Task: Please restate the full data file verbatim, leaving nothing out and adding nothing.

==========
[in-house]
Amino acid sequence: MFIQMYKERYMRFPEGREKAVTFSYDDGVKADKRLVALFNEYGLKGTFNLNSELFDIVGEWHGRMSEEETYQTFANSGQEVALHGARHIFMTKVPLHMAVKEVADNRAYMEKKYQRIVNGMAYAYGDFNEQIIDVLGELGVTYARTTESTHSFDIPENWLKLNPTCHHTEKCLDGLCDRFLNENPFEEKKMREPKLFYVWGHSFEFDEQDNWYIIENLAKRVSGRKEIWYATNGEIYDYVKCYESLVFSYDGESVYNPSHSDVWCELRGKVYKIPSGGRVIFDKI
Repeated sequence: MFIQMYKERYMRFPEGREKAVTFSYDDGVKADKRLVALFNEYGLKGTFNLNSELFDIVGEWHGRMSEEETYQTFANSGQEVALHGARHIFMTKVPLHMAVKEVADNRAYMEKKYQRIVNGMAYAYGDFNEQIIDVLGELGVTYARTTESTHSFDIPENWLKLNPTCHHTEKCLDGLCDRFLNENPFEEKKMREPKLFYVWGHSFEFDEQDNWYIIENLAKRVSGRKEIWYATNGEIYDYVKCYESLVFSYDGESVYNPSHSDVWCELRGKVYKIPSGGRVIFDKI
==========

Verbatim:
[in-house]
Amino acid sequence: MFIQMYKERYMRFPEGREKAVTFSYDDGVKADKRLVALFNEYGLKGTFNLNSELFDIVGEWHGRMSEEETYQTFANSGQEVALHGARHIFMTKVPLHMAVKEVADNRAYMEKKYQRIVNGMAYAYGDFNEQIIDVLGELGVTYARTTESTHSFDIPENWLKLNPTCHHTEKCLDGLCDRFLNENPFEEKKMREPKLFYVWGHSFEFDEQDNWYIIENLAKRVSGRKEIWYATNGEIYDYVKCYESLVFSYDGESVYNPSHSDVWCELRGKVYKIPSGGRVIFDKI
Repeated sequence: MFIQMYKERYMRFPEGREKAVTFSYDDGVKADKRLVALFNEYGLKGTFNLNSELFDIVGEWHGRMSEEETYQTFANSGQEVALHGARHIFMTKVPLHMAVKEVADNRAYMEKKYQRIVNGMAYAYGDFNEQIIDVLGELGVTYARTTESTHSFDIPENWLKLNPTCHHTEKCLDGLCDRFLNENPFEEKKMREPKLFYVWGHSFEFDEQDNWYIIENLAKRVSGRKEIWYATNGEIYDYVKCYESLVFSYDGESVYNPSHSDVWCELRGKVYKIPSGGRVIFDKI